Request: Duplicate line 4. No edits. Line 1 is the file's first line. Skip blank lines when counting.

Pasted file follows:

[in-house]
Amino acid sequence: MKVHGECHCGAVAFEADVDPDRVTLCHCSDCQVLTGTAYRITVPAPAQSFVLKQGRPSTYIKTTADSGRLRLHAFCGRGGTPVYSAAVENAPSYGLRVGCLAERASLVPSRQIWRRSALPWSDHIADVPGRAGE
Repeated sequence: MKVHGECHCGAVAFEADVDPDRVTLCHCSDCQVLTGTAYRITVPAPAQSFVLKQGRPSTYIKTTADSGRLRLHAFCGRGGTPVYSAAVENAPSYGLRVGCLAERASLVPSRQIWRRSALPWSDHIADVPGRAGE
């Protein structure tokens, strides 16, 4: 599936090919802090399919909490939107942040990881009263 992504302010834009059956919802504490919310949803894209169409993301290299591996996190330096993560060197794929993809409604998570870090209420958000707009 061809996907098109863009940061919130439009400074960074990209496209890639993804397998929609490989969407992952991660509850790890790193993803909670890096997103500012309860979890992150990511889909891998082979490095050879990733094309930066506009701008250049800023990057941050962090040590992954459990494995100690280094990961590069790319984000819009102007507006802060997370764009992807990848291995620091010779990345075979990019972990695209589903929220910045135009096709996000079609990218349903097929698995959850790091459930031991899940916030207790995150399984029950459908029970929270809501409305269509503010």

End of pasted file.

């Protein structure tokens, strides 16, 4: 599936090919802090399919909490939107942040990881009263 992504302010834009059956919802504490919310949803894209169409993301290299591996996190330096993560060197794929993809409604998570870090209420958000707009 061809996907098109863009940061919130439009400074960074990209496209890639993804397998929609490989969407992952991660509850790890790193993803909670890096997103500012309860979890992150990511889909891998082979490095050879990733094309930066506009701008250049800023990057941050962090040590992954459990494995100690280094990961590069790319984000819009102007507006802060997370764009992807990848291995620091010779990345075979990019972990695209589903929220910045135009096709996000079609990218349903097929698995959850790091459930031991899940916030207790995150399984029950459908029970929270809501409305269509503010």